Thank you Mr President and colleagues, I welcome the opportunity to contribute to this important debate.
None of us doubts that violent extremist ideologies across North Africa and the Middle East constitute a grave threat to international peace and security, regional stability and peaceful civilian life across the world.
In confronting them we are waging a generational struggle in which we will only prevail if we speak with one voice and act with one will.
At the same time, we have to give hope to those who despair of a better future and may be tempted to join the violent extremists.
Whether they are frustrated Palestinians who see no hope of resuming the Middle East peace process, Iraqi Sunnis who await the inclusiveness Prime Minister Abadi has promised or Syria moderate oppositionists who see no other way to fight Assad.
The US-led Anti-ISIL Coalition has brought together more than 60 countries from the region and beyond to take the fight to ISIL.
UK has played a major role in delivering Coalition airstrikes in Iraq and remains committed to the Coalition as the best mechanism to mount a unified and comprehensive response.
We have already met with tangible success, helping to halt ISIL’s precipitate advance across Iraq last year and over time removing its freedom to operate in more than 30% of the Iraqi territory which it once held. As well as cutting financing sources and countering its social media propaganda.
But there is much more to do and we do not shrink from the reality that this will be a long haul.
There is also universal agreement that Syrians have suffered too much for far too long.
We must come to their aid. I want to take the opportunity to acknowledge the generosity of Turkey, of Jordan and of Lebanon, in particular, in hosting millions of refugees fleeing the violence of the Syrian civil war over years.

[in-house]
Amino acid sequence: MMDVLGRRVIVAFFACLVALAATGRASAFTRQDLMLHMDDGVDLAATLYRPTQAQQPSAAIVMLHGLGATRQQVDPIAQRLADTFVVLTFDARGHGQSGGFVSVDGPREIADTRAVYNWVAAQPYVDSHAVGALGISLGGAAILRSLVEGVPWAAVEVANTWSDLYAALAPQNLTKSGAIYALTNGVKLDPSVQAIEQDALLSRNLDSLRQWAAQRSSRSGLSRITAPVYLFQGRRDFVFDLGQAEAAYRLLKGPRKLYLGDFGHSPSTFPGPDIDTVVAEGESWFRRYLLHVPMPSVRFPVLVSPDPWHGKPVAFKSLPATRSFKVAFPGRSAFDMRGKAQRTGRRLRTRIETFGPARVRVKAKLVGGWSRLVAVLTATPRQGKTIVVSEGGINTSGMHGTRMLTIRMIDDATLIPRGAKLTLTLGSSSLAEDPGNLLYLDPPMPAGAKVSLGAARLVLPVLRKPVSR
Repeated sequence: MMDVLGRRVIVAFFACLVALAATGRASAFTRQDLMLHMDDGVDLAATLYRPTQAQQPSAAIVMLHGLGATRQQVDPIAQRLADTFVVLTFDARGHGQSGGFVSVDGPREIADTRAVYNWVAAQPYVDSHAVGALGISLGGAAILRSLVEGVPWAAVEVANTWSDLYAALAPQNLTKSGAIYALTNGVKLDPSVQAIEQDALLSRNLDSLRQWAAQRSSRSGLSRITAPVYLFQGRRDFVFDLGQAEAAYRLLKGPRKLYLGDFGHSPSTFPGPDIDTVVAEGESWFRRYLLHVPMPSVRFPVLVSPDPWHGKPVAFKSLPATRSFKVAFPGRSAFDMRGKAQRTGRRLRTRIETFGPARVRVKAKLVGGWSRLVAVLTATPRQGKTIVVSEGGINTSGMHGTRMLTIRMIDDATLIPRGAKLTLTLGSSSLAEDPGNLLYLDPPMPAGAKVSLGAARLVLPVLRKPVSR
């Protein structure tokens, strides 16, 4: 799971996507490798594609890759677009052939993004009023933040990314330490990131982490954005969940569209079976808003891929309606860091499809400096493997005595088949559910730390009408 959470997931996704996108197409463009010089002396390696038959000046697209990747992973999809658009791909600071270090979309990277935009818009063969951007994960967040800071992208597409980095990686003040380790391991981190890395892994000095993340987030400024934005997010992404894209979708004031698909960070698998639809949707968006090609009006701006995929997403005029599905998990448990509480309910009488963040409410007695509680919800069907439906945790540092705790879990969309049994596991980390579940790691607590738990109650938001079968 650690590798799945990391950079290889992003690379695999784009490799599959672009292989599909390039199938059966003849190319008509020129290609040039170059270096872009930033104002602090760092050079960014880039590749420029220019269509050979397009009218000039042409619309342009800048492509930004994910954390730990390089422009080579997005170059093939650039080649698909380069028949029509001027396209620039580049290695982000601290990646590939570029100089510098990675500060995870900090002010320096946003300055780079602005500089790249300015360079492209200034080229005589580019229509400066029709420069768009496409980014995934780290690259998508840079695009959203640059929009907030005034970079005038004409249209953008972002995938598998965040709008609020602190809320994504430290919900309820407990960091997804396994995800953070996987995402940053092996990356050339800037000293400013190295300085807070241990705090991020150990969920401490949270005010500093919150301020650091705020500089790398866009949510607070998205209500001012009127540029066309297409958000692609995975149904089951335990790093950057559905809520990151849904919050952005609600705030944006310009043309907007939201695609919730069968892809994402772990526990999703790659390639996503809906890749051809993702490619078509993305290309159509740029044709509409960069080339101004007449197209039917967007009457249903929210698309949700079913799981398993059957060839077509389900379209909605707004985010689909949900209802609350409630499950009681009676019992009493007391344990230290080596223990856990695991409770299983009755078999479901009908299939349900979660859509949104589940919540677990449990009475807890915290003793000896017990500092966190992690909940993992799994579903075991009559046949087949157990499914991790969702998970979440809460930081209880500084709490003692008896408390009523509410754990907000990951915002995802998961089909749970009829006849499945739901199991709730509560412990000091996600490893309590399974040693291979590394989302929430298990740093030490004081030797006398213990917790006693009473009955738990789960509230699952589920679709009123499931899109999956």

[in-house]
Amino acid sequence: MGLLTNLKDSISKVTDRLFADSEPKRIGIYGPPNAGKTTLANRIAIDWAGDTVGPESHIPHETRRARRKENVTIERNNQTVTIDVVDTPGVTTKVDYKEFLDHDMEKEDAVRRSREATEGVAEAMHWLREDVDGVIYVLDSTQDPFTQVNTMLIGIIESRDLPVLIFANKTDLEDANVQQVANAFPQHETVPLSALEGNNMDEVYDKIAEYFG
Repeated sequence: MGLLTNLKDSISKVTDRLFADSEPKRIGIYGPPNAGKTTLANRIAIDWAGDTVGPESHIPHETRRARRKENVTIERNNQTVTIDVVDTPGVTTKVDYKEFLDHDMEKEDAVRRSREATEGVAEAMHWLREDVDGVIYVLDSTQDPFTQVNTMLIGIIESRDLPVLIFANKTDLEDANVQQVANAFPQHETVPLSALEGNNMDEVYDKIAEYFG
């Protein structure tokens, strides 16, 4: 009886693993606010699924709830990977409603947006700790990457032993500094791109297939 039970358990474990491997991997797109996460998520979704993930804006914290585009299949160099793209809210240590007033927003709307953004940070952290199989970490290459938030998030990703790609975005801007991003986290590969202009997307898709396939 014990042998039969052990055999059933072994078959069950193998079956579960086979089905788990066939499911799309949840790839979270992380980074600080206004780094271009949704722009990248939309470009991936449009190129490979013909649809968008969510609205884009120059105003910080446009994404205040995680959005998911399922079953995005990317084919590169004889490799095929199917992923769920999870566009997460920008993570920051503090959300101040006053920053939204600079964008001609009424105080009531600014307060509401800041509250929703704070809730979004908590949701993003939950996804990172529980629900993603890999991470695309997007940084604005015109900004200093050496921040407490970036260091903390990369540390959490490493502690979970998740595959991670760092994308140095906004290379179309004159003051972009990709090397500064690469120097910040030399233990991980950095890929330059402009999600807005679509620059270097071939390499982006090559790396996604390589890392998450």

The UK has given over £1.1 billion in humanitarian aid towards the Syrian crisis and neighbouring countries hosting refugees.
The crisis in Syria is reverberating globally, both in the violent extremism which it has helped foster and the migration crisis which it has precipitated.
There will be no lasting solutions to these challenges without lasting peace and stability in Syria.
We have to do more than respond to the humanitarian consequences of the conflict if we are to achieve that stability.
But to help Syria navigate its way out of this crisis we must be clear about how it arrived there in the first place.
It was the Assad regime which led Syria into the crisis. Its brutal repression of peaceful protesters, which we’ve just heard about from Secretary Kerry, and the years of indiscriminate attacks on civilians which follow, especially through the indiscriminate use of barrel bombs, was the root cause. The Assad regime created the environment in which extremism and ISIL in particular flourished.
So we reject the advice of those who say the poison of Assad is the cure of the cancer of ISIL. It is Assad who released jihadis in the early stages of the conflict.
It is Assad who continues to trade with them even now. And it is Assad’s forces which are killing more civilians in Syria each month than any other actor.
Assad has been, and remains, one of ISIL’s greatest recruiting sergeants and his forces remain focussed on the destruction of moderate opposition groups and civilian population centres.
Any attempt to ally with Assad against ISIL will only strengthen ISIL, making them de facto leaders of the Sunni resistance to the Assad regime.
We owe it to the Syrian people to secure a future free both of the terrorism of ISIL and the tyranny of Assad.